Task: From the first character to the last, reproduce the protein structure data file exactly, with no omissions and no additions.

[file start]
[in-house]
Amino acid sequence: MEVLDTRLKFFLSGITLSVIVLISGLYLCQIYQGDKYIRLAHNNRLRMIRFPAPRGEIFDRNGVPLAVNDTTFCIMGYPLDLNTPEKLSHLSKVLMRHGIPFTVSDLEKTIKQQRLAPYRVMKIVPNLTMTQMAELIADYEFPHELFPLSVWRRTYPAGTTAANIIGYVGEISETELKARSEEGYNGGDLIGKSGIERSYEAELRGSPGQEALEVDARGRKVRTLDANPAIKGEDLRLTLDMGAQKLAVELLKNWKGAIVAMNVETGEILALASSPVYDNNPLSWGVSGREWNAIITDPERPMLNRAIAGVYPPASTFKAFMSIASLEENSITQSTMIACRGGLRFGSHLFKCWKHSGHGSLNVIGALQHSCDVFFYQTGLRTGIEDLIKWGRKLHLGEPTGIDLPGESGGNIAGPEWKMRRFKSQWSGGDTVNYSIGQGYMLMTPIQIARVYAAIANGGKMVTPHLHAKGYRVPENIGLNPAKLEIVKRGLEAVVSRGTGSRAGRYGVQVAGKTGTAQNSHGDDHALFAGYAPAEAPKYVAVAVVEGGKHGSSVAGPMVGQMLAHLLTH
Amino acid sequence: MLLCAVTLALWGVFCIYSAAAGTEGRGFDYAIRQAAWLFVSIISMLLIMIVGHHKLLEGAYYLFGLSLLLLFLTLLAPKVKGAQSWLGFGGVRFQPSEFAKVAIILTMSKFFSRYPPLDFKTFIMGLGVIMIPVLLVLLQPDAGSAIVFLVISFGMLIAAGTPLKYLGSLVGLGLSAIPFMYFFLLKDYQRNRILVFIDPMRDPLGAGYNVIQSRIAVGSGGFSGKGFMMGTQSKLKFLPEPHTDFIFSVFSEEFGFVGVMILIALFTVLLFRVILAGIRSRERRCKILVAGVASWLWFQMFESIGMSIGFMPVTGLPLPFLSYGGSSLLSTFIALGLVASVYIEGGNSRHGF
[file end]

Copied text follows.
[in-house]
Amino acid sequence: MEVLDTRLKFFLSGITLSVIVLISGLYLCQIYQGDKYIRLAHNNRLRMIRFPAPRGEIFDRNGVPLAVNDTTFCIMGYPLDLNTPEKLSHLSKVLMRHGIPFTVSDLEKTIKQQRLAPYRVMKIVPNLTMTQMAELIADYEFPHELFPLSVWRRTYPAGTTAANIIGYVGEISETELKARSEEGYNGGDLIGKSGIERSYEAELRGSPGQEALEVDARGRKVRTLDANPAIKGEDLRLTLDMGAQKLAVELLKNWKGAIVAMNVETGEILALASSPVYDNNPLSWGVSGREWNAIITDPERPMLNRAIAGVYPPASTFKAFMSIASLEENSITQSTMIACRGGLRFGSHLFKCWKHSGHGSLNVIGALQHSCDVFFYQTGLRTGIEDLIKWGRKLHLGEPTGIDLPGESGGNIAGPEWKMRRFKSQWSGGDTVNYSIGQGYMLMTPIQIARVYAAIANGGKMVTPHLHAKGYRVPENIGLNPAKLEIVKRGLEAVVSRGTGSRAGRYGVQVAGKTGTAQNSHGDDHALFAGYAPAEAPKYVAVAVVEGGKHGSSVAGPMVGQMLAHLLTH
Amino acid sequence: MLLCAVTLALWGVFCIYSAAAGTEGRGFDYAIRQAAWLFVSIISMLLIMIVGHHKLLEGAYYLFGLSLLLLFLTLLAPKVKGAQSWLGFGGVRFQPSEFAKVAIILTMSKFFSRYPPLDFKTFIMGLGVIMIPVLLVLLQPDAGSAIVFLVISFGMLIAAGTPLKYLGSLVGLGLSAIPFMYFFLLKDYQRNRILVFIDPMRDPLGAGYNVIQSRIAVGSGGFSGKGFMMGTQSKLKFLPEPHTDFIFSVFSEEFGFVGVMILIALFTVLLFRVILAGIRSRERRCKILVAGVASWLWFQMFESIGMSIGFMPVTGLPLPFLSYGGSSLLSTFIALGLVASVYIEGGNSRHGF